The review included only randomized controlled trials of physical activity programs for people with cerebral palsy. Randomized controlled trials are generally considered to be one of the highest levels of evidence for testing a physical activity program. The review included fortynine studies that enrolled a total of 1513 participants. The review also highlights the limitations in the available research studies, of which there were many.

 

*It is important to note that the general quality of exercise research for cerebral palsy is currently low, and that the findings of the studies and this summary should be interpreted with that  in mind. Most research studies supported strength and aerobic training and included ambulatory people with cerebral palsy. There is a need to create more physical activity programs for people with cerebral palsy including those do not walk or use wheelchairs. That being said, there were some physical activity programs that were beneficial for people who used wheelchairs or were less mobile, and the evidence for benefits is almost the same as for people who are ambulatory. Of note, there were not many studies for adults with cerebral palsy compared with children, and there needs to be more options for research of programs for adults moving forward.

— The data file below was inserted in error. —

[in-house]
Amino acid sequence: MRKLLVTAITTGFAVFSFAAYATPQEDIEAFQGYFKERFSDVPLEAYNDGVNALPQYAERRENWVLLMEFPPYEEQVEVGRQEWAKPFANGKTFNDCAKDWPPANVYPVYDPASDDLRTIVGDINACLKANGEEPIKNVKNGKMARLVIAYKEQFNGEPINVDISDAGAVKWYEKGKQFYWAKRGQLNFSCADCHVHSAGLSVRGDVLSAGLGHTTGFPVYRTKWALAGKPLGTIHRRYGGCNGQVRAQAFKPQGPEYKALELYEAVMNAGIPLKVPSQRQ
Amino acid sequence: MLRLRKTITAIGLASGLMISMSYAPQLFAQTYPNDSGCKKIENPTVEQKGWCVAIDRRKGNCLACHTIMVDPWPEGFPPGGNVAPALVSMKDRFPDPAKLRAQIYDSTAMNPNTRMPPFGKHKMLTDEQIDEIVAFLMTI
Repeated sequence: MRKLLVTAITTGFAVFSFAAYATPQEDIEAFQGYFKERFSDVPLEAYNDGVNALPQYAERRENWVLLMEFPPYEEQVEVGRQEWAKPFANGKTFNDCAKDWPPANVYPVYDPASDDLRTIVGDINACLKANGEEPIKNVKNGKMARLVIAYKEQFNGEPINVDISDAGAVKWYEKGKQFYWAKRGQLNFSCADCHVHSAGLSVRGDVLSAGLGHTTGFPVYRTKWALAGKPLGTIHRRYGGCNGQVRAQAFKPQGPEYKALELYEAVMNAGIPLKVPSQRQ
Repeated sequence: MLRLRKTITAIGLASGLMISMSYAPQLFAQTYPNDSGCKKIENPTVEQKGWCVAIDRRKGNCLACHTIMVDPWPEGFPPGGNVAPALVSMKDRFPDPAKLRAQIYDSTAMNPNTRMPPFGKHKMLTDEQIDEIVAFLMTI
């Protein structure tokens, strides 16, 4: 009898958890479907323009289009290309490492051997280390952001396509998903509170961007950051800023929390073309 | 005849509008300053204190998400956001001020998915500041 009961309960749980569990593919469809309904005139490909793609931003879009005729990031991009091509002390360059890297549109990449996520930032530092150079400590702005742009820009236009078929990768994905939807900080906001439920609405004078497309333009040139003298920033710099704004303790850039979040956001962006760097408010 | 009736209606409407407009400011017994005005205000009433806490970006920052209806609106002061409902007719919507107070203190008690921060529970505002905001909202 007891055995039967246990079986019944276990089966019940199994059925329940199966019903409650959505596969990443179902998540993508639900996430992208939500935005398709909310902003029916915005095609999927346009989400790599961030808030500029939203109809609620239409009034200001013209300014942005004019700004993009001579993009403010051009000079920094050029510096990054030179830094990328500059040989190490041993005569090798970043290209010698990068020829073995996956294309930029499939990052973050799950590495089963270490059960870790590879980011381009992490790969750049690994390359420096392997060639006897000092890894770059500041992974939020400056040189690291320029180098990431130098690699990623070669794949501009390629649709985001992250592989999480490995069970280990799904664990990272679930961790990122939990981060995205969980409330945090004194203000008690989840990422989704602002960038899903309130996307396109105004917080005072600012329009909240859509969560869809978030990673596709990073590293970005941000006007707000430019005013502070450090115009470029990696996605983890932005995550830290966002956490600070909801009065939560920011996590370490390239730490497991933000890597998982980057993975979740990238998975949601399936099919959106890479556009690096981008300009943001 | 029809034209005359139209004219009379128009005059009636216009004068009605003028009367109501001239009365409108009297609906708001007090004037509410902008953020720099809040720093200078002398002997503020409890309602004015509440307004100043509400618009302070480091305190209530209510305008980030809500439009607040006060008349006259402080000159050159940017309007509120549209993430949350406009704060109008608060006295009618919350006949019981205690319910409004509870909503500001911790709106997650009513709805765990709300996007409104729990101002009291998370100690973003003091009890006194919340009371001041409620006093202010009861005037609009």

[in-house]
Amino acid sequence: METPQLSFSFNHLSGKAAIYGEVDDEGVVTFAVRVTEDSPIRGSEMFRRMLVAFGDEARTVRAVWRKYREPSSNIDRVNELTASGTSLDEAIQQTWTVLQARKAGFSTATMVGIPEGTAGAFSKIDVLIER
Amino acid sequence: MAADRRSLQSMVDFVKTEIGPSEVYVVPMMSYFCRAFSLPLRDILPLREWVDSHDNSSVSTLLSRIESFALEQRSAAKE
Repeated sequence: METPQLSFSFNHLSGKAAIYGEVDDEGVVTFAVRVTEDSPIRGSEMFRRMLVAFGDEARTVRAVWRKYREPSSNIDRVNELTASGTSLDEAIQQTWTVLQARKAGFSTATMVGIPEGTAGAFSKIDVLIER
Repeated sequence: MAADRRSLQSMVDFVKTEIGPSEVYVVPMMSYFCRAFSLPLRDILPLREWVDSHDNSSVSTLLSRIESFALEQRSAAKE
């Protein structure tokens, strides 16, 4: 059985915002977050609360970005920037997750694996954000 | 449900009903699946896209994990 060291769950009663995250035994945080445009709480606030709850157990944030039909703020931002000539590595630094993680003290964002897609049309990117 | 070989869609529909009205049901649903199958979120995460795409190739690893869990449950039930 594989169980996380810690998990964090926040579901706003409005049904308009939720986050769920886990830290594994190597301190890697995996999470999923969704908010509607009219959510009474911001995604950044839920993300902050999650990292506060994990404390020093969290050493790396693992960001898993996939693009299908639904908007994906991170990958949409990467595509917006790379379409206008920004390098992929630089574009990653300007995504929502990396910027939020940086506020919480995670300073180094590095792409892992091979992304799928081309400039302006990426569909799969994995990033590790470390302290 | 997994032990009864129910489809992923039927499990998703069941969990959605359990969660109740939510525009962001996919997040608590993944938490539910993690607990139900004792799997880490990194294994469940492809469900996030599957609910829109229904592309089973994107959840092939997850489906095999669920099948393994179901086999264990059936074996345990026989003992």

References:

1.         Peterson MD, Ryan JM, Hurvitz EA, Mahmoudi E. Chronic conditions in adults with cerebral palsy. JAMA. 2015;314(21):2303-5.

2.         Heyn PC, Tagawa A, Pan Z, Thomas S, Carollo JJ. Prevalence of metabolic syndrome and cardiovascular disease risk factors in adults with cerebral palsy. Developmental Medicine & Child Neurology. 2019;61(4):477-83.

3.         Ryan JM, Crowley VE, Hensey O, Broderick JM, McGahey A, Gormley J. Habitual physical activity and cardiometabolic risk factors in adults with cerebral palsy. Res Dev Disabil. 2014;35(9):1995-2002.